How to navigate the nuances of Hispanic & Latino labels.

How to navigate the nuances of Hispanic & Latino labels.

Latino VS Latina VS Latine VS Latinx

The terms Latino, Latine, Latinx, and Hispanic refer to people living in the United States who trace their ancestry to Latin America and Spain. There is an ongoing debate about which of these terms is most appropriate and inclusive. As a marketer, being aware of this nuanced discussion can help avoid cultural insensitivity when reaching these diverse audiences.

Because Spanish is a patriachical language, it is gendered to the masculine suffix being the standard.

Latino refers to a person of Latin American origin or descent; referring specifically to males of Latin American background. The feminine form is Latina.

Latine has recently emerged as a gender-neutral alternative to Latino/Latina. By replacing the masculine “o” ending with an “e,” it aims to include non-binary individuals. Proponents argue Latine is more inclusive than Latino/Latina. Critics counter that its unfamiliarity marginalizes Spanish speakers, specifically the older demographic (older millennials+).

A lesser known grammatical alternative outside of the community is to write Latin@ which allows the reader to interpret the term they wish to associate the context with.


Latinx is another recent gender-neutral form gaining traction. It replaces the gendered ending “o/a” with an “x.”

Supporters applaud its aim to be inclusive of all genders. Detractors contend the “x” feels Anglicized and unpronounceable in Spanish.

Hispanic broadly refers to people descended from Spanish-speaking cultures. It encompasses Spaniards, Latin Americans, and sometimes Brazilians. It emphasizes Spanish influence rather than indigenous roots. Some view it as overly broad or even offensive, while others prefer its pan-ethnic scope.

Usage varies regionally, generationally, and individually. In the Western U.S., Latino remains common. In East Coast cities like New York, Hispanic persists. Latinx has greater popularity among younger generations and English-dominant speakers. Surveys show only 23% of U.S. Latinos have heard of Latinx, and just 3% use it.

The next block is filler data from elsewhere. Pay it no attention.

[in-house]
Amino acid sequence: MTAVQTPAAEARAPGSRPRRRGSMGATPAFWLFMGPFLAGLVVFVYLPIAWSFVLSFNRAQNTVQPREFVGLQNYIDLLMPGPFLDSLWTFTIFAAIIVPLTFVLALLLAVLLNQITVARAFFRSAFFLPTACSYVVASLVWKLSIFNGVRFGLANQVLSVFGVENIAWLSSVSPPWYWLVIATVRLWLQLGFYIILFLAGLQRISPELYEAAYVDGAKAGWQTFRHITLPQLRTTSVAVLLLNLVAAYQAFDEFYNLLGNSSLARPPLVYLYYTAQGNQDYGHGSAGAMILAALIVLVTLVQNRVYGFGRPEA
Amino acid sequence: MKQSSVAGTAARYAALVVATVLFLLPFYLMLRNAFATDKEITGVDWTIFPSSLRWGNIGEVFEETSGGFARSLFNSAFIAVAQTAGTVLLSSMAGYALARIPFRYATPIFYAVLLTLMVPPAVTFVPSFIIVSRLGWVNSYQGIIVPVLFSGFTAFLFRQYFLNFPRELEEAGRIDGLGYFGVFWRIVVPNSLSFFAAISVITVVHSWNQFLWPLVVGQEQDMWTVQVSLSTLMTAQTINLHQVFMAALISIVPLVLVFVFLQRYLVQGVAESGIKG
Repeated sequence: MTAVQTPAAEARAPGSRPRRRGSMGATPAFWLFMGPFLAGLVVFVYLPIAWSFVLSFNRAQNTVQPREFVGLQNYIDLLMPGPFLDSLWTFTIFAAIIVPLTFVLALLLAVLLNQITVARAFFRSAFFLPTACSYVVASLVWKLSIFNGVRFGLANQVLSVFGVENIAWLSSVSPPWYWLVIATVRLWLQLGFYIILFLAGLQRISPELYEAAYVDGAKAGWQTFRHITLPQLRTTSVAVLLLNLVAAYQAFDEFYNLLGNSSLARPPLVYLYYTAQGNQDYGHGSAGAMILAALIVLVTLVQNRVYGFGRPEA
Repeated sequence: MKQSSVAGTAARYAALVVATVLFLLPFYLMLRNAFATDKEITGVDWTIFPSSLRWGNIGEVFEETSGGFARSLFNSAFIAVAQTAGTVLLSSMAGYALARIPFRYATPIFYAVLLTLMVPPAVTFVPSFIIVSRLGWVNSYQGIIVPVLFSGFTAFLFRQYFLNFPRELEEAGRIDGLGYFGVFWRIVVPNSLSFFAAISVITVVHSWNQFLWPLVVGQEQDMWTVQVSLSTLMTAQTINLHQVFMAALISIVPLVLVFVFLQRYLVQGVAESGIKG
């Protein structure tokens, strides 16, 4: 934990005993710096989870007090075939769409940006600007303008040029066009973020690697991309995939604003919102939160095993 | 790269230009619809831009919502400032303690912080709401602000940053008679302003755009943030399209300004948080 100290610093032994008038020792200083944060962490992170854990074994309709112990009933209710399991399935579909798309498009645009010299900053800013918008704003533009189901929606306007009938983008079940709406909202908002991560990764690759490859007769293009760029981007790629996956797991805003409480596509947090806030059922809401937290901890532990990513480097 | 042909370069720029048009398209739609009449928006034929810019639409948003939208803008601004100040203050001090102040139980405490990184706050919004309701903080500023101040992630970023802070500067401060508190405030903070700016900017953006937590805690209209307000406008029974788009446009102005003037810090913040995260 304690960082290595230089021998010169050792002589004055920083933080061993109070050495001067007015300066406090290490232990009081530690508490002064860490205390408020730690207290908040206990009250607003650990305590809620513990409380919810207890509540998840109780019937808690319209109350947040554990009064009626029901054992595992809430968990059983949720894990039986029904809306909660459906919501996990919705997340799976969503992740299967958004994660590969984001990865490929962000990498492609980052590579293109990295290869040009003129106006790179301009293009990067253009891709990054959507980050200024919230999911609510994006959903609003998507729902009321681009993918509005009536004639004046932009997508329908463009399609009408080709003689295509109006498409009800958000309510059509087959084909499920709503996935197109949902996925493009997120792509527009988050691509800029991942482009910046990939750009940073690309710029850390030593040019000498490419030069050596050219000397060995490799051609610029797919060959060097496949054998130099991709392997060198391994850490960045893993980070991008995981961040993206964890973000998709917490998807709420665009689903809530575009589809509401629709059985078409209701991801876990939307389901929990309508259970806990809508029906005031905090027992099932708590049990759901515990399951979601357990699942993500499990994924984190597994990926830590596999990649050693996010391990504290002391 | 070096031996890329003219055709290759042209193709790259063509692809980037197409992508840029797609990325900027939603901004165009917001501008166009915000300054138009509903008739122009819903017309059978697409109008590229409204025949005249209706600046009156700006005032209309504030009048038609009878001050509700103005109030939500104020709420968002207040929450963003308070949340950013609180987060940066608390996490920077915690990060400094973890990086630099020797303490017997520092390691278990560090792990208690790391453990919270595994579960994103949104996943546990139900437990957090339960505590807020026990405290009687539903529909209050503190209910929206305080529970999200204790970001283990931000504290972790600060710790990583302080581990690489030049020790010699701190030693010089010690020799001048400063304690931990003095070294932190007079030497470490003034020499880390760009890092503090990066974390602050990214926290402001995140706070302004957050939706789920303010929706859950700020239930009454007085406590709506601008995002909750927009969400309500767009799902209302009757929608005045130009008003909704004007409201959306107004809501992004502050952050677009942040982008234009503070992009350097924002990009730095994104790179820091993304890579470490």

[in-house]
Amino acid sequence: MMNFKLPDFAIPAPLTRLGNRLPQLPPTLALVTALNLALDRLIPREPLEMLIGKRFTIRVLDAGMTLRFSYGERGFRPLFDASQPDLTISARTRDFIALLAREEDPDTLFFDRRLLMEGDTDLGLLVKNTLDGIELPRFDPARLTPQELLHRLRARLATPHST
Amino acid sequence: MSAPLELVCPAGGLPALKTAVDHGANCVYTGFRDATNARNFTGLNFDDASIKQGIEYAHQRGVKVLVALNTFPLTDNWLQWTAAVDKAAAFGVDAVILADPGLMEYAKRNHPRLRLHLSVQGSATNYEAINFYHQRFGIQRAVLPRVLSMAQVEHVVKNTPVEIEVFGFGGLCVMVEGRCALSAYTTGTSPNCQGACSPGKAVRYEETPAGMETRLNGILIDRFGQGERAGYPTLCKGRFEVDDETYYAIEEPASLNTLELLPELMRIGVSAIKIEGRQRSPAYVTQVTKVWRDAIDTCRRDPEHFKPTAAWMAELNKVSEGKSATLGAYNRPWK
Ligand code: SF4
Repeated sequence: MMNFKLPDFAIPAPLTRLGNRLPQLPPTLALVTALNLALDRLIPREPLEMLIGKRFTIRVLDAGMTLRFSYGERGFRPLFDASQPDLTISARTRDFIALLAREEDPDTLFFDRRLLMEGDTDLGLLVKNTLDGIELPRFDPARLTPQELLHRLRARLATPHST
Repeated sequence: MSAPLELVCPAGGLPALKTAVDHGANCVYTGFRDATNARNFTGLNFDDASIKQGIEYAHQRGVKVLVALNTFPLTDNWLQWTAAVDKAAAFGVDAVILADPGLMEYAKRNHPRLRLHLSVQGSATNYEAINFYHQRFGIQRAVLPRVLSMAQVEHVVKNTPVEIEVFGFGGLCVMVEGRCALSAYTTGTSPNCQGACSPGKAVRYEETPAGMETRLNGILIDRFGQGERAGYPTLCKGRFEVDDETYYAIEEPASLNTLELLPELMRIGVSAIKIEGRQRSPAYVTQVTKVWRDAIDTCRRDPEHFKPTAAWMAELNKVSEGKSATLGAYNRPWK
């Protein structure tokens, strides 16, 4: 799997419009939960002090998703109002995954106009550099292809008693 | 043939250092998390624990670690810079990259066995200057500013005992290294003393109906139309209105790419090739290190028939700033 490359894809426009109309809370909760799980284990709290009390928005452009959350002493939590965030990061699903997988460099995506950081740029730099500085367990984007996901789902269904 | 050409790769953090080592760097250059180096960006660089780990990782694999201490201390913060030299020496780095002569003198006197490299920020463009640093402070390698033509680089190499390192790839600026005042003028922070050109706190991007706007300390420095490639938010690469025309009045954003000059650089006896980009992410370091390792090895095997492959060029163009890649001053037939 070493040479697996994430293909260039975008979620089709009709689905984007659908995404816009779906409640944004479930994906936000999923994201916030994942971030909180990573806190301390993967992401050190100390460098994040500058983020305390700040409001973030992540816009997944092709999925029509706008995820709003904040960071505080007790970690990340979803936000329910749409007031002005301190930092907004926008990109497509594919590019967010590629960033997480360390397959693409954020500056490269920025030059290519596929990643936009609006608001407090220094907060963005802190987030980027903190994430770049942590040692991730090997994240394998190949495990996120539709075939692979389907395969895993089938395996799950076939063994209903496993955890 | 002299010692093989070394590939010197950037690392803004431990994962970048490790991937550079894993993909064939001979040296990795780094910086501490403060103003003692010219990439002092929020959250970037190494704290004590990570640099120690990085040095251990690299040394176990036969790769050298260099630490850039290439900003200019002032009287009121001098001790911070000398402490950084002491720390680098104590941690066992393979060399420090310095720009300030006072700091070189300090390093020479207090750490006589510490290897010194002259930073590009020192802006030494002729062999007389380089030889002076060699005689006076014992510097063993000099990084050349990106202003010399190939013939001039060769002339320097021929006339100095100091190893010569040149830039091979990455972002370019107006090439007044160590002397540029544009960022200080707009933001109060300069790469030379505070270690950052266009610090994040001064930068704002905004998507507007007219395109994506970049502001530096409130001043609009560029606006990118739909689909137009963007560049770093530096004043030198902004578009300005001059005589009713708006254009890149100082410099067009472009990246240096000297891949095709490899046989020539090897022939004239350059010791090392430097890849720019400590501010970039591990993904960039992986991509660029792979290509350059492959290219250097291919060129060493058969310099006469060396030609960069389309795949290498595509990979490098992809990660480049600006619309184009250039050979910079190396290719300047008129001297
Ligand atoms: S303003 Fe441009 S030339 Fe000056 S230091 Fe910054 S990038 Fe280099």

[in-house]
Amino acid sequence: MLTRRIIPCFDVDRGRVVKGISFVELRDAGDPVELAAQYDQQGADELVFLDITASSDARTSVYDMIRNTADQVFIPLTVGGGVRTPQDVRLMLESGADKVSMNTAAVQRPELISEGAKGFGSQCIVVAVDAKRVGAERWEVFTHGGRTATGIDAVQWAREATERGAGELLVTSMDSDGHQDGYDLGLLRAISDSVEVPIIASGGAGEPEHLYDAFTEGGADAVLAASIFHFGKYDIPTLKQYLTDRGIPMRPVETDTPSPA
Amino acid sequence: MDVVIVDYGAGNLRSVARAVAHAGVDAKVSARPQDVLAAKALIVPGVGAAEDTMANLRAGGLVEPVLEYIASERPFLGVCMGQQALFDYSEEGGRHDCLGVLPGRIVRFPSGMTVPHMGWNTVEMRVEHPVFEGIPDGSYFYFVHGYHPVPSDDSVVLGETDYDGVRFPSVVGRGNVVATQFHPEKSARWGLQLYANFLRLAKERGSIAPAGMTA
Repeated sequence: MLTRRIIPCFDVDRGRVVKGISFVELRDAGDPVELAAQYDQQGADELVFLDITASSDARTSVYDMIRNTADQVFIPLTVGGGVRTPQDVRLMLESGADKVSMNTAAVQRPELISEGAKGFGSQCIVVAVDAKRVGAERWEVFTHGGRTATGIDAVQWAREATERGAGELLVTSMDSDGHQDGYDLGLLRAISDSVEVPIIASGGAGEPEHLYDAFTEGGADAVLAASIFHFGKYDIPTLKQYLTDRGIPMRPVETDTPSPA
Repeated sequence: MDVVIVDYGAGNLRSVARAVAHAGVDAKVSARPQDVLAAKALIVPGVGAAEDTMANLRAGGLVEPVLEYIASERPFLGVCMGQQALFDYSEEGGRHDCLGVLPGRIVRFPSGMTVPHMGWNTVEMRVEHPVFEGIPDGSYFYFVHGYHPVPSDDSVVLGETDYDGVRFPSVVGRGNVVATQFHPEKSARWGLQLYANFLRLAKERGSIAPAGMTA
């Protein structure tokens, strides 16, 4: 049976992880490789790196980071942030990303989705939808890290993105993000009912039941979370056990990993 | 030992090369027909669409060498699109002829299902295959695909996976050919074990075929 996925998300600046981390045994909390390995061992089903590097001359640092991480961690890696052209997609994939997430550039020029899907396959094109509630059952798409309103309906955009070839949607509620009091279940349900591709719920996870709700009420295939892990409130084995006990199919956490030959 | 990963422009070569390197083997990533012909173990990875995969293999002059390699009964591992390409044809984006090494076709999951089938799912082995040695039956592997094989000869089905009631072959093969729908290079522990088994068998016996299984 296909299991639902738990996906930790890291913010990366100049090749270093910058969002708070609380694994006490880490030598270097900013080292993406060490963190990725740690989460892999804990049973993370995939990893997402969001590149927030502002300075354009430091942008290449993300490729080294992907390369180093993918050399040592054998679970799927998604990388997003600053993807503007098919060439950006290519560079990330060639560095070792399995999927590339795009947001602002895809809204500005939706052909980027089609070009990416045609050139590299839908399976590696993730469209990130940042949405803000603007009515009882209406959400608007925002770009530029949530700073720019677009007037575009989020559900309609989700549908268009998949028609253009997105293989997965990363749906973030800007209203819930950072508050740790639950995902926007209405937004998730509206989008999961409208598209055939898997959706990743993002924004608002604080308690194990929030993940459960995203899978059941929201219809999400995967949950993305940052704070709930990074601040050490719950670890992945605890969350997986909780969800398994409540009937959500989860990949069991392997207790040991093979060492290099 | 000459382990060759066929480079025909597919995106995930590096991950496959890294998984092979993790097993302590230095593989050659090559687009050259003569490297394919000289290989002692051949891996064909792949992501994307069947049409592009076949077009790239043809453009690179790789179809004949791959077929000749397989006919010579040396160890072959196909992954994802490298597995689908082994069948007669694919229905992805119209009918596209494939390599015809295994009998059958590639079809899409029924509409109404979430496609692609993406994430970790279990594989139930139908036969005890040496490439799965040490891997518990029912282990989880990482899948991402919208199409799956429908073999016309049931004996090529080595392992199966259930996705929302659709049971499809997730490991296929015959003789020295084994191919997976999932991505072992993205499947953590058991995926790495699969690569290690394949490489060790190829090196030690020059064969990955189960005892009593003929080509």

There are arguments around colonialism and empowerment. Terms like Hispanic and Latino reference Europe and colonizers over indigenous civilizations. Conversely, the newer terms Latinx and Latine were created within the community to better represent its diversity.

Marketers aiming to resonate authentically should consider their target demographic’s geography, age, language preference, and self-identification. Using inclusive forms like Latinx without context risks alienating Spanish-dominant consumers.

Consult Spanish-language media and influencers for terminology commonly used by the local community. Let members self-identify rather than making assumptions.

Provide language options like Latino/Latina/Latinx on surveys.

Avoid pan-ethnic stereotypes. Not all Hispanic/Latino individuals eat spicy food, dance salsa, etc. Reflect nuanced experiences like varied immigrant generations and countries of origin. Ensure diverse representation in images and casting.

Strike a balance between recognition and overgeneralization. Those who more narrowly identify can feel overlooked by broad terms like Hispanic or Latino. But generically addressing distinct cultures like Mexican, Puerto Rican, Cuban, etc. ignores their shared elements and complexities.

The debate continues evolving around these terms for Latin American/Spanish-origin populations in the U.S. By learning their nuances, marketers can thoughtfully represent and connect with one of America’s fastest growing demographics. The most inclusive approach invites Latinx communities to share how they self-identify and want to be addressed.

And if there is ANYTHING to take away from this insight is to remember that all Latinos are NOT Hispanic, and all Hispanics  are NOT Latino, i.e. Brazilians are Latino because they are Latin Americans, but their native tongue is Portuguese, not Spanish. And Spaniards are Hispanic, but not Latin Americans.

What has your team’s experience been in addressing the Hispanic community?